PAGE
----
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Recalibrating What the NCAA Tournament Means

UConn has been playing like #1 for a month, but what about the regular season?
UConn has been playing like #1 for a month, but what about the regular season?

Tonight, Connecticut plays Butler in the championship game of the NCAA Men's Basketball Tournament.  This undoubtedly means something.  And the winner of the game will undoubtedly be something.  The definition of that "something" though, has not yet reached a public consensus.  Or, perhaps more accurately, there was a consensus, which is now slowly wasting away.  Or, perhaps most accurately, any dissension on this definition is all in my head and the heads of other contrarians (both those who dissent for rational reasons and those who do so for the sake of dissent itself).

Regardless of its genesis (and, frankly, of its mere existence), the lack of consensus over the definition of that "something" boils down to this question: Official proclamations aside, can the winner of the NCAA basketball tournament rightfully make a claim -- predicated only on its status as champion of the tournament -- that it is the national champion of all of college basketball for the season?

After tonight, could Butler (an 8-seed with losses to Wright St., Evansville, Valparaiso, UW-Green Bay (twice!) and Youngstown St. (2-16 in the Horizon League!)) or Connecticut (which finished 9th in its own conference and lost 7 out of its last 11 regular season games) really claim to be the champion of all of college basketball? Or should they more appropriately be considered simply what I believe that they are: the champion of a very difficult tournament that bears no relation to the rest of the basketball season?

Make no mistake; each deserves credit for what it has done: gotten hot at the end of the year and beaten a slew of very good teams in rapid succession.  By the same token, however, neither deserves any more credit for something that they have not done: been the best team over the course of the season. The two are entirely different animals and the fact that we conflate the two does a disservice to many teams who spend the entire regular season playing at a high level only to run into a bad matchup (or a bad call) in the tournament.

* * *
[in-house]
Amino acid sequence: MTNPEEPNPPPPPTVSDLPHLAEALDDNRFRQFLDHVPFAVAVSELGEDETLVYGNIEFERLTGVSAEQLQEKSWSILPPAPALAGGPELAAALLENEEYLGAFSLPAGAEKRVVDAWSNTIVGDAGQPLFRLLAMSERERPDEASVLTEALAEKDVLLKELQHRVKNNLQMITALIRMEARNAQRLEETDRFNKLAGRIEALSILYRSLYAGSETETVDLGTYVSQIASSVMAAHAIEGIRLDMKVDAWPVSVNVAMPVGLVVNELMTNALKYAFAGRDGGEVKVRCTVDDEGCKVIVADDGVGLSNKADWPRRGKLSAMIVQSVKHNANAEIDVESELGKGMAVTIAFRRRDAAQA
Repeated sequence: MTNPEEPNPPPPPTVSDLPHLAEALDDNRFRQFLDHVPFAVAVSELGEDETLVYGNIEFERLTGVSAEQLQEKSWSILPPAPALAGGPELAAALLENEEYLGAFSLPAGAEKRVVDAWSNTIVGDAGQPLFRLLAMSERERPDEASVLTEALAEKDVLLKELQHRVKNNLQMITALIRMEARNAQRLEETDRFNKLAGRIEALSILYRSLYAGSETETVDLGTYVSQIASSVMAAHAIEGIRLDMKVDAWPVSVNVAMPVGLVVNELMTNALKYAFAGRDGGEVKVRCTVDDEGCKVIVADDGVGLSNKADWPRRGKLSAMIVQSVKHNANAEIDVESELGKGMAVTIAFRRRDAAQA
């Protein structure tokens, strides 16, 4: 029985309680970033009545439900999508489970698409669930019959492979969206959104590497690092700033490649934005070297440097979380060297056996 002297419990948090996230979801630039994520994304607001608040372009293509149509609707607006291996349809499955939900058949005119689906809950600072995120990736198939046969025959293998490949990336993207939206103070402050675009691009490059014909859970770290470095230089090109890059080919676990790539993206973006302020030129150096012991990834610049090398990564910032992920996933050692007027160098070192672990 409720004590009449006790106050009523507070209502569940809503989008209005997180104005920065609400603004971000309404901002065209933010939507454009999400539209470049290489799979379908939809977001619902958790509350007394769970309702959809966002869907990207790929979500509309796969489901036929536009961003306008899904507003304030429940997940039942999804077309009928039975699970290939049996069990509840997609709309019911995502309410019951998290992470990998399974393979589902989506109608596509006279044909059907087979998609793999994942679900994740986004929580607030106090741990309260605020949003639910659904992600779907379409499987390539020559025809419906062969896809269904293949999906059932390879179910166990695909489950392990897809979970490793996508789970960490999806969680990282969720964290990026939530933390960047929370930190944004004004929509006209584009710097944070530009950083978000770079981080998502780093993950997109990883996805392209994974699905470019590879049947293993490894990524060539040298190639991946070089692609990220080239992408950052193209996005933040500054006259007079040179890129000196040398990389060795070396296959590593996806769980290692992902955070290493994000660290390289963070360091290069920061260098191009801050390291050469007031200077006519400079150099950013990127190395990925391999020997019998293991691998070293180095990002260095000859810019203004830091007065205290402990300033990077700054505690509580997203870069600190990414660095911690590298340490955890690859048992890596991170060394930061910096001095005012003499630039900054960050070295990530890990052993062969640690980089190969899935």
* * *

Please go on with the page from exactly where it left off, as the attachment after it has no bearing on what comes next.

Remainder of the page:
The question of which team deserves more praise -- the Ohio State or Kansas that dominated the regular season but didn't make the Final Four, or the UConn or Butler who struggled throughout the season but got hot at the end -- is highly debatable and perhaps not possible to answer.  But what is possible is to make a distinction between types of greatness, and to recognize that greatness can happen at any time, not just the end of a season.

For all the problems the BCS has (and they are myriad), I think that one game does a better job of determining the champion of the sport than the NCAA basketball tournament.  And for all of college football fans' sturm und drang about the BCS, we hear not but mere peeps about the NCAA tournament's "inverse BCS" problem.  

While the BCS eliminates teams that may have a claim to be the best from consideration for the "national championship", at least the team that does win will also have a claim to be the best. In the NCAA basketball tournament, so many teams participate that are not even close to the best that very often, this year included, upsets will occur and a team like Butler or UConn will be in position to be named "national champion."  These are inverse but similarly troubling problems.

The simple solution, at least as far as the NCAA tournament is concerned, is to stop equating tournament success with championship of the entire sport, even if it's on a merely personal (rather than official) level.  There's sublime beauty in a 64-team bracket where only one team comes out on top, and I believe we need to appreciate that for what it is rather than conflating it with something greater.